Condo Windows

By Edith Lank

December 23, 2018 5 min read

Edith: We have an investment in a condo and wonder if the homeowners association has the right to select the type of window replacement without any input from us, the condo owners? — J.

Answer: Get out the condo agreement you signed when you first moved in, and read some of the fine print. You probably agreed that the homeowners association has the right to make decisions about your building exterior. The condo association itself probably owns the building(s) and wants to keep the outside appearance uniform.

Contract Was Contingent

Hi, Edith: With regard to the reader question on a backup contract in your last column, perhaps I missed something, or maybe rules have changed.

Many years back, I made an offer on a local home for sale that had an accepted offer contingent on the prospective buyer selling his current home. I offered full price with no contingency. The existing contract apparently allowed the owners to give the first prospective buyer five business days to find financing, or my offer could take precedence. I ended up with the house.

Would it be illegal or unethical to offer a would-be first purchaser money to withdraw his offer if it is agreeable with him and the owner?

Obviously, the new offer should be cash or non-contingent with a handsome down payment. That could even be attractive to the first prospective buyer if there is any ambivalence about the house. — B. W.

Answer: You didn't miss anything, and no, the rules haven't changed.

Your good fortune was that the existing contract was what is known as contingent. It wasn't quite a firm "I'll buy" because it included an "only if." It was contingent (dependent) on the sale of the would-be buyer's present home.

The sellers evidently included a clause requiring that first buyer to "put up or drop out" if ever challenged, and that was when your offer came along. The would-be buyer was given five days to firm up his offer, promising to buy whether or not his present house was sold. Evidently, he couldn't — or wouldn't — do that, so he had to drop out. That was your good fortune.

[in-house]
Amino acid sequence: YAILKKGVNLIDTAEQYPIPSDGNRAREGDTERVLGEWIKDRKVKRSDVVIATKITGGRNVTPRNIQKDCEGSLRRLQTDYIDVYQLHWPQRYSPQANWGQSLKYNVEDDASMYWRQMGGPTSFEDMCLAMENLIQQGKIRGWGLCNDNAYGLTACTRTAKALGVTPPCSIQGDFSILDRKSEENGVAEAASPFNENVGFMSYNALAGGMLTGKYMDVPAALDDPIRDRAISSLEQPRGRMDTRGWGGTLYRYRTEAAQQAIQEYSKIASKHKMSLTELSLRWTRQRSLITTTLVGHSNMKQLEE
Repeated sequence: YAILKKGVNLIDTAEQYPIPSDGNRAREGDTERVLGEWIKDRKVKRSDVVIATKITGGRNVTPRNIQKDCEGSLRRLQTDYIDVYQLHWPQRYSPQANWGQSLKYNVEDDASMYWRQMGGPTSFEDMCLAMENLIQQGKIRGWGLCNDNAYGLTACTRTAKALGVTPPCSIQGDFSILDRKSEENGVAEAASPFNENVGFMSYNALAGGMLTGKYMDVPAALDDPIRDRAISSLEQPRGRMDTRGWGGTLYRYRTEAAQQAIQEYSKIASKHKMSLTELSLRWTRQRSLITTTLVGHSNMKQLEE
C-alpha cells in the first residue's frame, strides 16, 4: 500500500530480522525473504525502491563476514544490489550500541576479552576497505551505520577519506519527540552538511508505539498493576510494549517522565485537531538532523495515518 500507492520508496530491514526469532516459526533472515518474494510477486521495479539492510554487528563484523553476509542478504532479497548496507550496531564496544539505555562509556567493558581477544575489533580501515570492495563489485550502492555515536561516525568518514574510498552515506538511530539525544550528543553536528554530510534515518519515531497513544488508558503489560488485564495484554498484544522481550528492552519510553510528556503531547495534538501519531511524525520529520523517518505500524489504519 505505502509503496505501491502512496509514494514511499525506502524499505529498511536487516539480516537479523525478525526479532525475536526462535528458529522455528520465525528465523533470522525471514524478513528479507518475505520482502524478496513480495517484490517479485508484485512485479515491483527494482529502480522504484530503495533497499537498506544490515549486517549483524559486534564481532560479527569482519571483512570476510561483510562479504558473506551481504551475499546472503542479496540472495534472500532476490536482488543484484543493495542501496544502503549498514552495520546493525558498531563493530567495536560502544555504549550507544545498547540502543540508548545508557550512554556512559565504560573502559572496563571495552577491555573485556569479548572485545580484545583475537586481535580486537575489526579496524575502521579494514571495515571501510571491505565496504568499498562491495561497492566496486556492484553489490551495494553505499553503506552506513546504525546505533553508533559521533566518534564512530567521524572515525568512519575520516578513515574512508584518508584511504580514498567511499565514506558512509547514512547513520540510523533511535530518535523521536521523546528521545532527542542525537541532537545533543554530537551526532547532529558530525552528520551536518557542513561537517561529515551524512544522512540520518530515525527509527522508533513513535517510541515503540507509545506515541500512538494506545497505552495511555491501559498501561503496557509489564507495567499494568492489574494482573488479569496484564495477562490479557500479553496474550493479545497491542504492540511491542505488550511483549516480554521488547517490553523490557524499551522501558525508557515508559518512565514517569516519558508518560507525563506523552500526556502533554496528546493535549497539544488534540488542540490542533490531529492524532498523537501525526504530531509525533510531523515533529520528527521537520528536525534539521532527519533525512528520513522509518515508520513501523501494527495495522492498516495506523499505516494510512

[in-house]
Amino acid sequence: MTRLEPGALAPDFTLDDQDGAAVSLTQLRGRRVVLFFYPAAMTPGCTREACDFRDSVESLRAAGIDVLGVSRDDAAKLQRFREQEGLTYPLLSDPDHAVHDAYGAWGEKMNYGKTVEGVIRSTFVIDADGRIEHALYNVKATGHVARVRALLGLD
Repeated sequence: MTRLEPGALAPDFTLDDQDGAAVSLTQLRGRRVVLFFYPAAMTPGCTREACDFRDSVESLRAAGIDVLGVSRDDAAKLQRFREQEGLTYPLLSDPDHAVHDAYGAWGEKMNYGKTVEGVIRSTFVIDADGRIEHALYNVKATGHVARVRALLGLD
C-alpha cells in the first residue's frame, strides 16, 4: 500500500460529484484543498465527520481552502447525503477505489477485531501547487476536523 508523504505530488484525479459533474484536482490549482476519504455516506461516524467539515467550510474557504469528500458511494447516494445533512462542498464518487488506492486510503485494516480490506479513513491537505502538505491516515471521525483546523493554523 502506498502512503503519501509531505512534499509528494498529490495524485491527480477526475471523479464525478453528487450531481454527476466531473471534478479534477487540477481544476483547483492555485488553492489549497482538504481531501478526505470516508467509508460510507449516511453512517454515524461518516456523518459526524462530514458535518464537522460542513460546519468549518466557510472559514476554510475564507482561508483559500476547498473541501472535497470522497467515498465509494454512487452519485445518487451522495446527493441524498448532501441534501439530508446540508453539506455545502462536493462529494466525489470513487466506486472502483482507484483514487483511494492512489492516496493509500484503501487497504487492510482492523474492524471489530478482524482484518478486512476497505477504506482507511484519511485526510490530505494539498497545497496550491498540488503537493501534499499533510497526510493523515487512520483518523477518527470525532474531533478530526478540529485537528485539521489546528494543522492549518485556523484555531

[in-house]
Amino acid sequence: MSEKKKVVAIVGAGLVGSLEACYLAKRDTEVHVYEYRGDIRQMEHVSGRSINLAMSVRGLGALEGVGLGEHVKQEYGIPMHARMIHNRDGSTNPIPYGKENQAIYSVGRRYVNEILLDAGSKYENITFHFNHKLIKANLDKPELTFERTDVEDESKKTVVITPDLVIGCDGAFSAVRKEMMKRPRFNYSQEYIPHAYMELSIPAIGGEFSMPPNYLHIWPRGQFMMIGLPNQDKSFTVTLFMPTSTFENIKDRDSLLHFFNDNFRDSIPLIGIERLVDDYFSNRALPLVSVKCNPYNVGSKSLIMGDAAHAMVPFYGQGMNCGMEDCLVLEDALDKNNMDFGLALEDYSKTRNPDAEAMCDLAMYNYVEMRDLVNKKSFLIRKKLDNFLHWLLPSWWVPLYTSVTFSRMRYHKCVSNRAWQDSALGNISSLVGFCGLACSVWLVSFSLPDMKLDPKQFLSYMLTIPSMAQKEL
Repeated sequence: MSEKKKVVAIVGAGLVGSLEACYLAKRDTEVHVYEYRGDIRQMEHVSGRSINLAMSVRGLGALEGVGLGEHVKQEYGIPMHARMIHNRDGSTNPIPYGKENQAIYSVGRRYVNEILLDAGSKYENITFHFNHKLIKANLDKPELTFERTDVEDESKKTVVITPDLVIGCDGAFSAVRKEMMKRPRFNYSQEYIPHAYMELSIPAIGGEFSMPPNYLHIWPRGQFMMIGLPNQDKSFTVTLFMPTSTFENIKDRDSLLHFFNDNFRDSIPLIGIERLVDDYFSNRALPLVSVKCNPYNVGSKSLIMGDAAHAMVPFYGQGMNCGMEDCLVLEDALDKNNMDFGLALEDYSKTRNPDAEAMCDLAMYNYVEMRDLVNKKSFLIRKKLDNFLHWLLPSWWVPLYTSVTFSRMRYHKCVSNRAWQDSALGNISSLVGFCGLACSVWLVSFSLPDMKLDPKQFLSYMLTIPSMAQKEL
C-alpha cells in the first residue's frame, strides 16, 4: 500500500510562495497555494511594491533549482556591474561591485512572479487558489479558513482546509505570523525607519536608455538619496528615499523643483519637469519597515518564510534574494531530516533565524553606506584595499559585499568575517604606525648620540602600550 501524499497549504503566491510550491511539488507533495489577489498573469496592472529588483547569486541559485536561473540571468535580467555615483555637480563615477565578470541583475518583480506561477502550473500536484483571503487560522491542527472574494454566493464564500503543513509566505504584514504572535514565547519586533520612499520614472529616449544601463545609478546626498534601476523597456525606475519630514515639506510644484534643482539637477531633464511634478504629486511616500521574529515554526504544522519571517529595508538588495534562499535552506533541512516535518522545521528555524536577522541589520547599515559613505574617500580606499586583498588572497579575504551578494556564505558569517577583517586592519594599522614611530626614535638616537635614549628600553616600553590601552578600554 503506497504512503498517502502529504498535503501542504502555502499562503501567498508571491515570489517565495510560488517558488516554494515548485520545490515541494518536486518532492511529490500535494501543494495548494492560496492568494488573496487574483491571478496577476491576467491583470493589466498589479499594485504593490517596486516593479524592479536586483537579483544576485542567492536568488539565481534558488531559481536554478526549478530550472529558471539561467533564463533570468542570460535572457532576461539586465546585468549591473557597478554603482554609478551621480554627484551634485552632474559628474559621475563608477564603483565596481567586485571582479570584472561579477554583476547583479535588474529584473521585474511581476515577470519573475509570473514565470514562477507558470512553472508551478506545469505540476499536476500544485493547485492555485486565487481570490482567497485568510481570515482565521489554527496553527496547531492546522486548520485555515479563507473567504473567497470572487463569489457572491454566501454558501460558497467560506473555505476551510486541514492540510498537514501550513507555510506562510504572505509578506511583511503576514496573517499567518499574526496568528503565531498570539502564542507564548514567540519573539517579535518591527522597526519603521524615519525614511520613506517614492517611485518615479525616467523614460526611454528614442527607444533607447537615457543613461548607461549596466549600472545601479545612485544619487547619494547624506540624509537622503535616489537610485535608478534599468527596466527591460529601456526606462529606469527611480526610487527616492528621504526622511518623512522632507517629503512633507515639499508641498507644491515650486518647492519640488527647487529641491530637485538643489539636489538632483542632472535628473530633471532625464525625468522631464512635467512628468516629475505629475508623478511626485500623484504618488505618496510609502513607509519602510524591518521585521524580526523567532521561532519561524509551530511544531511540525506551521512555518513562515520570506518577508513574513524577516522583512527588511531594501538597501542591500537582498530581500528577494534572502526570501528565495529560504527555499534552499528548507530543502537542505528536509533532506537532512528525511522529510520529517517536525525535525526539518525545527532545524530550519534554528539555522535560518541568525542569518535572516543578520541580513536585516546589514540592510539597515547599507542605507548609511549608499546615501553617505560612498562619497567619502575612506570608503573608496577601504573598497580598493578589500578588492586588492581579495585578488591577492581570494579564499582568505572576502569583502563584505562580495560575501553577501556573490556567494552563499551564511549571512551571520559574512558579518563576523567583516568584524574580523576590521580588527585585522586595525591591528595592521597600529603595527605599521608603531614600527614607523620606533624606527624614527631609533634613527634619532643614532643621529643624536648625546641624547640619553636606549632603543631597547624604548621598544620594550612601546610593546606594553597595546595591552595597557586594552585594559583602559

As for your second question about offering the accepted buyer money to drop out, he wouldn't have an offer he could withdraw. He'd have a contract to buy, and he'd be bound by it. If he wanted to drop out so that you could buy, he could only do so — as you realize — if the sellers agree to release him.

Changing Ownership

Dear Edith: I own a home in Webster. I live in the in-law apartment, and my daughter and her family live in the rest of the house.

In the future I would like to take my name off the deed and put only my daughter's name on it as owner. Since they live there, it makes sense to do so and maybe save a lot of rigmarole down the road after I die.

How hard or easy or whatever is this? Will she (or me) have to pay a lot of money just to transfer the deed to her? I know a lawyer and some fees will happen. — N. M.

Answer: Transferring ownership is a simple matter, particularly if you own the place free and clear. Local practices vary. In New York state, for example, you ask a lawyer to write a new deed naming your daughter as owner. The title — ownership — transfers the moment you sign it. The deed should then be put on file in your county public records office.

That's all. None of this should be expensive, and you can always ask the lawyer in advance what it will cost.

You may also, though, want to consider the question of your daughter's eventual income-tax liability if she were to sell the house someday.

If she waits to inherit it, she'll receive it with a new stepped-up cost basis, the value at the time of your death. But if she gets it now as a gift, which is what you ask about, then she takes over your present cost basis.

There's no way I can tell what that is. Your mention of the in-law apartment makes me wonder if you ever rented that space out and whether this affected your cost basis. Have you owned the place for a long time? Did you get a stepped-up basis yourself when your husband died?

And if you receive a veteran discount on property taxes or a modest-income senior discount, she probably couldn't use that.

It may be worth a session with a CPA — a certified public accountant — who can consider all the figures and advise whether your daughter is better off taking ownership now or waiting.

Contact Edith Lank at www.askedith.com, at [email protected] or at 240 Hemingway Drive, Rochester NY 14620.

Photo credit: at Pixabay

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